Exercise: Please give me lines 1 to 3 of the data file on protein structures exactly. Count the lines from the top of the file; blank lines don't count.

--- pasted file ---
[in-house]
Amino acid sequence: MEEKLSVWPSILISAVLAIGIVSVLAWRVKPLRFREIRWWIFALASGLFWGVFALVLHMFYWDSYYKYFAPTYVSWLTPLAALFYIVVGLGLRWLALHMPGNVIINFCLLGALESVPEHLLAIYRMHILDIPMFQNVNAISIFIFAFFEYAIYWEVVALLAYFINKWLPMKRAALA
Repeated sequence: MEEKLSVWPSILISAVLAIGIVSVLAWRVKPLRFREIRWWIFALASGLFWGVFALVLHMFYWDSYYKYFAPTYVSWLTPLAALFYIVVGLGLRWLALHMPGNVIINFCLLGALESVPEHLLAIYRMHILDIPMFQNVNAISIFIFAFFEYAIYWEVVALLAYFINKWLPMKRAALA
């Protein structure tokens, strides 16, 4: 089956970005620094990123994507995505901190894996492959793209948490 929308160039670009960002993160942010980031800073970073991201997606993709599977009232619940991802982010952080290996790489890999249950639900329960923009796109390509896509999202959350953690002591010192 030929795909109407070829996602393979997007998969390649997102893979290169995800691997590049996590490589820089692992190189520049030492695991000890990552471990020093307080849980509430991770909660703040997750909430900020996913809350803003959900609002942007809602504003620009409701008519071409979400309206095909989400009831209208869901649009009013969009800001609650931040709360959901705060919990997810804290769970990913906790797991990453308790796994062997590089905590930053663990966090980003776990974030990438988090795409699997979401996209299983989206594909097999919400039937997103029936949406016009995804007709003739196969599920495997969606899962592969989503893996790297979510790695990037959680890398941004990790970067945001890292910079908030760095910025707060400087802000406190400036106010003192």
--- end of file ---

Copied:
[in-house]
Amino acid sequence: MEEKLSVWPSILISAVLAIGIVSVLAWRVKPLRFREIRWWIFALASGLFWGVFALVLHMFYWDSYYKYFAPTYVSWLTPLAALFYIVVGLGLRWLALHMPGNVIINFCLLGALESVPEHLLAIYRMHILDIPMFQNVNAISIFIFAFFEYAIYWEVVALLAYFINKWLPMKRAALA
Repeated sequence: MEEKLSVWPSILISAVLAIGIVSVLAWRVKPLRFREIRWWIFALASGLFWGVFALVLHMFYWDSYYKYFAPTYVSWLTPLAALFYIVVGLGLRWLALHMPGNVIINFCLLGALESVPEHLLAIYRMHILDIPMFQNVNAISIFIFAFFEYAIYWEVVALLAYFINKWLPMKRAALA